Mastering the challenges of translation in SA
Synapse Antjie Krog Human & Rousseau 128 pages R200 recommended retail price
Antjie Krog will always be an Afrikaans poet, first and foremost, and any translation into English will only be able to capture so much of what she is renowned for being able to do in her mother tongue: testing the boundaries of Afrikaans, creating new words and turning the language into a malleable putty of meaning, ambiguity and transformation.
With this in mind, Karen Press does well in the translation to try to convey some of what Krog does best (because so little of her Afrikaans verse has been made available in English) while, in effect, helping to create a new work that creates its own set of impressions and reactions for an audience in English. It’s inescapable that the references will differ slightly from those an Afrikaans audience is likely to relate to.
But Press does well to play with English, no doubt inspired by Krog’s creativity and vision, such as in a phrase describing a body that “tuneforks with abundance”.
In Afrikaans, the collection was published as “Mede-wete” – which means “co-knowledge” or “co-consciousness”. Instead of such a direct translation, in English, Press decided on Synapse, a reference to the many connections of one’s own mind and body as well as those of others – the core theme of this collection.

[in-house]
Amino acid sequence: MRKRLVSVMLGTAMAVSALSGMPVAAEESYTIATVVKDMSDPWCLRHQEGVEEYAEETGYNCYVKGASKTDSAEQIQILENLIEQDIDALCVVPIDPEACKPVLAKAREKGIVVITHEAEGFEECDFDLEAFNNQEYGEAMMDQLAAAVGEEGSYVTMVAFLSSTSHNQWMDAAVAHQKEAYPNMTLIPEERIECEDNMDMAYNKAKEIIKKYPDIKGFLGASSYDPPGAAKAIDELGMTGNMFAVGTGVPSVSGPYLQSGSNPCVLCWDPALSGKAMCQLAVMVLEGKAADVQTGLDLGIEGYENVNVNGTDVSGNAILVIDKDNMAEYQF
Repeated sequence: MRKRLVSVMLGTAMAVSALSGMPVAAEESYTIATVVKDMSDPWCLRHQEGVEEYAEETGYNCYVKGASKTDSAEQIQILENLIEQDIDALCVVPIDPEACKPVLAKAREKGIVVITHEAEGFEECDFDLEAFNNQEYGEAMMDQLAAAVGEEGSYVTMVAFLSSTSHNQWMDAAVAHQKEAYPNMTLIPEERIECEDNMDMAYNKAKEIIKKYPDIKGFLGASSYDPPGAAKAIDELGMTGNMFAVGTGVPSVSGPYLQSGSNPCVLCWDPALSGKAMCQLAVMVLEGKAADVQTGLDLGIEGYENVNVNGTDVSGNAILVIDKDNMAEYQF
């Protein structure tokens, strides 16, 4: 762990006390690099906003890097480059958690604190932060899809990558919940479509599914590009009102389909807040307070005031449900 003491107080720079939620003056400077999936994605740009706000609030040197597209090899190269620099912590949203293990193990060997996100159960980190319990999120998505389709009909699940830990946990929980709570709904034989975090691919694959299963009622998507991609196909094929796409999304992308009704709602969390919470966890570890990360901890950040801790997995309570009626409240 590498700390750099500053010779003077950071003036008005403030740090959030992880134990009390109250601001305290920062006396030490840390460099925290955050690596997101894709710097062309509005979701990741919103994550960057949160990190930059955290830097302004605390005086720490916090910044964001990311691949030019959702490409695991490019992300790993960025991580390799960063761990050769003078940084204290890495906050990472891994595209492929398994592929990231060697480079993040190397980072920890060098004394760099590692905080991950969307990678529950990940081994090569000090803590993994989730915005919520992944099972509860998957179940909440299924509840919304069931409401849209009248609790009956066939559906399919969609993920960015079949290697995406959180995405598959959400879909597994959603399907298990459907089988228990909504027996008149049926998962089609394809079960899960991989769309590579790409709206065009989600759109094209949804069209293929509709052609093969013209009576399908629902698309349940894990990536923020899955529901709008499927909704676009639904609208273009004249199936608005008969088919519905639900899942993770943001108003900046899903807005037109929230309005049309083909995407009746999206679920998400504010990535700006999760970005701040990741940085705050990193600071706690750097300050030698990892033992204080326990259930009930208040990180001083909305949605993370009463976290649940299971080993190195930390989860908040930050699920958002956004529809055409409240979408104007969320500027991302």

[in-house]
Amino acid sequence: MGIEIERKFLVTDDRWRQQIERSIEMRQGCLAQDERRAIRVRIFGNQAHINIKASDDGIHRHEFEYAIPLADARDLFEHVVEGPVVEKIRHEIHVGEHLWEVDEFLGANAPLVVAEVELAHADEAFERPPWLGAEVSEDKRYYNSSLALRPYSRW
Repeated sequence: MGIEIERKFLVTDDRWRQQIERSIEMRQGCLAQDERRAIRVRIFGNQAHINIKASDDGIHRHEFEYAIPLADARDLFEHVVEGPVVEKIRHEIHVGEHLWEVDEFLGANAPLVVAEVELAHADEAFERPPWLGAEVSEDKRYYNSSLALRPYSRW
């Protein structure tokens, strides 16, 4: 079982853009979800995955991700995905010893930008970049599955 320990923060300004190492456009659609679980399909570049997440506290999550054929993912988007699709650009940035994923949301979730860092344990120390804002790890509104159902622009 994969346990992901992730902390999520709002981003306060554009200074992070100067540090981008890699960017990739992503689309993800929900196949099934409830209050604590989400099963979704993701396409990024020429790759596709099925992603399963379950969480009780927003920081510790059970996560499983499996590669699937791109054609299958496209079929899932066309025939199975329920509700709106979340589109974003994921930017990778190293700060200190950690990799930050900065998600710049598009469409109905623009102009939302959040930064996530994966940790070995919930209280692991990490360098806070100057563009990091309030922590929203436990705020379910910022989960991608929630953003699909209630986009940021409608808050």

Krog writes movingly about her family, particularly the older generation. She also vividly imagines and reimagines farmland and the concepts around it, focusing on the power it holds over people and dealing with the troubles of a racially divided and patriarchal past.
Phrases such as “hold your ear to the tear in the skin of my country” are powerful, typical Krog, in any language. Through it, she returns to a subject she knows well and has written about movingly, the Truth and Reconciliation Commission.
She concludes that “concrete bunkers” were built inside the mind of one of apartheid’s soldiers – implying his crimes against those who were not like him – not white – were driven by his inability to connect to them, to see them as fellow beings, contiguous with himself.
His was a profound failure of the synapses.
Through a comparison of a developing set of three different texts, which form a narrative trio, first with verses in English, then in isiXhosa and then a translation of that isiXhosa, she shows just how hard or even impossible it can be for different cultures to understand each other.
Nevertheless, she is able to move beyond some of these troubling themes to verses that explore the “miracle” of our democratic transition, though she finds we nevertheless do still let ourselves down “in ethnic avarice”.
The collection is about far more than only politics, although her eulogy for Nelson Mandela will probably be the poem that will enjoy the greatest longevity – and deserves to be counted as one of the better poetic reflections on Madiba. As you continue with the book, though, a difficult musing style comes to dominate, with long rambling sections that do, at least, reward careful reading. It’s heavy going though.
All in all, if you’d like an insight into why Afrikaans academia gets so excited every time Krog writes anything new, this collection will show you why she is so celebrated.
You could do worse to your own synapses than to lose yourself to these well-crafted words.